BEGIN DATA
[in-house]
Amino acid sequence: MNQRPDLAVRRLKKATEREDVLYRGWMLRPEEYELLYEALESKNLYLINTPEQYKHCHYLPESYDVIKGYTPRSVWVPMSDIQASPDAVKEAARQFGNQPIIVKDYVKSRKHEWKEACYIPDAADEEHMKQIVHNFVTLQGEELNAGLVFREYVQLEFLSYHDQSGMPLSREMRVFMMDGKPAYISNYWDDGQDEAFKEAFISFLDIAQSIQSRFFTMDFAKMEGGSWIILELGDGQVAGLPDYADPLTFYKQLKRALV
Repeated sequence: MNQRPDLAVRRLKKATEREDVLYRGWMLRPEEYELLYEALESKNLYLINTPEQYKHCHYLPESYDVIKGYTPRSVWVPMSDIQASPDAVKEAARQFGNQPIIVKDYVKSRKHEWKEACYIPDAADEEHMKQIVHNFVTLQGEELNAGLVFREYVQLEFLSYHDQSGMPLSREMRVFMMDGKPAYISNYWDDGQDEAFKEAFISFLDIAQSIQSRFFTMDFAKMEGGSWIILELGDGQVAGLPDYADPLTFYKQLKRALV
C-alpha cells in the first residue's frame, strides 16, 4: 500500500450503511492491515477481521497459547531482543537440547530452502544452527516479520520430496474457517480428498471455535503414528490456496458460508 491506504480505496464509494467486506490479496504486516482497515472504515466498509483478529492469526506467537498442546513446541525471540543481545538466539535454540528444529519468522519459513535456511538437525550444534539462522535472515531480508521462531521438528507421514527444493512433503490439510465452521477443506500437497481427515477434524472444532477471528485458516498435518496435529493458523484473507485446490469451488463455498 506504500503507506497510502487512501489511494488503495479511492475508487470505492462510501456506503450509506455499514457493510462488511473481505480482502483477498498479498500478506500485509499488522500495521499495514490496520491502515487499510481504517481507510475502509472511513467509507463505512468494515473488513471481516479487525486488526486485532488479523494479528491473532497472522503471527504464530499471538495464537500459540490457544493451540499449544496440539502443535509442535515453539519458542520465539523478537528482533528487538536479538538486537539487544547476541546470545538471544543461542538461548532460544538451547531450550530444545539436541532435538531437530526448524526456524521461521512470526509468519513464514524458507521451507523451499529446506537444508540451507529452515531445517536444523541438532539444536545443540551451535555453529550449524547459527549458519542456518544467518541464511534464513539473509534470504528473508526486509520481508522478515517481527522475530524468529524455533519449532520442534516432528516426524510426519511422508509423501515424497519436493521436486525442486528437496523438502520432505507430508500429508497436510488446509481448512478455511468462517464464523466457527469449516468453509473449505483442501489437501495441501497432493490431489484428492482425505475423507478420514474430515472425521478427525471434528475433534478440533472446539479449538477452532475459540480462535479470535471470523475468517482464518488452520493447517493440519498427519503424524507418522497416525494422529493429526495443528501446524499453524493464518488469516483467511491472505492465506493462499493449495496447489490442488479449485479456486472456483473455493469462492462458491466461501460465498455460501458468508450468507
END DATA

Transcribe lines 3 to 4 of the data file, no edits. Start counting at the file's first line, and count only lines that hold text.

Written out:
Repeated sequence: MNQRPDLAVRRLKKATEREDVLYRGWMLRPEEYELLYEALESKNLYLINTPEQYKHCHYLPESYDVIKGYTPRSVWVPMSDIQASPDAVKEAARQFGNQPIIVKDYVKSRKHEWKEACYIPDAADEEHMKQIVHNFVTLQGEELNAGLVFREYVQLEFLSYHDQSGMPLSREMRVFMMDGKPAYISNYWDDGQDEAFKEAFISFLDIAQSIQSRFFTMDFAKMEGGSWIILELGDGQVAGLPDYADPLTFYKQLKRALV
C-alpha cells in the first residue's frame, strides 16, 4: 500500500450503511492491515477481521497459547531482543537440547530452502544452527516479520520430496474457517480428498471455535503414528490456496458460508 491506504480505496464509494467486506490479496504486516482497515472504515466498509483478529492469526506467537498442546513446541525471540543481545538466539535454540528444529519468522519459513535456511538437525550444534539462522535472515531480508521462531521438528507421514527444493512433503490439510465452521477443506500437497481427515477434524472444532477471528485458516498435518496435529493458523484473507485446490469451488463455498 506504500503507506497510502487512501489511494488503495479511492475508487470505492462510501456506503450509506455499514457493510462488511473481505480482502483477498498479498500478506500485509499488522500495521499495514490496520491502515487499510481504517481507510475502509472511513467509507463505512468494515473488513471481516479487525486488526486485532488479523494479528491473532497472522503471527504464530499471538495464537500459540490457544493451540499449544496440539502443535509442535515453539519458542520465539523478537528482533528487538536479538538486537539487544547476541546470545538471544543461542538461548532460544538451547531450550530444545539436541532435538531437530526448524526456524521461521512470526509468519513464514524458507521451507523451499529446506537444508540451507529452515531445517536444523541438532539444536545443540551451535555453529550449524547459527549458519542456518544467518541464511534464513539473509534470504528473508526486509520481508522478515517481527522475530524468529524455533519449532520442534516432528516426524510426519511422508509423501515424497519436493521436486525442486528437496523438502520432505507430508500429508497436510488446509481448512478455511468462517464464523466457527469449516468453509473449505483442501489437501495441501497432493490431489484428492482425505475423507478420514474430515472425521478427525471434528475433534478440533472446539479449538477452532475459540480462535479470535471470523475468517482464518488452520493447517493440519498427519503424524507418522497416525494422529493429526495443528501446524499453524493464518488469516483467511491472505492465506493462499493449495496447489490442488479449485479456486472456483473455493469462492462458491466461501460465498455460501458468508450468507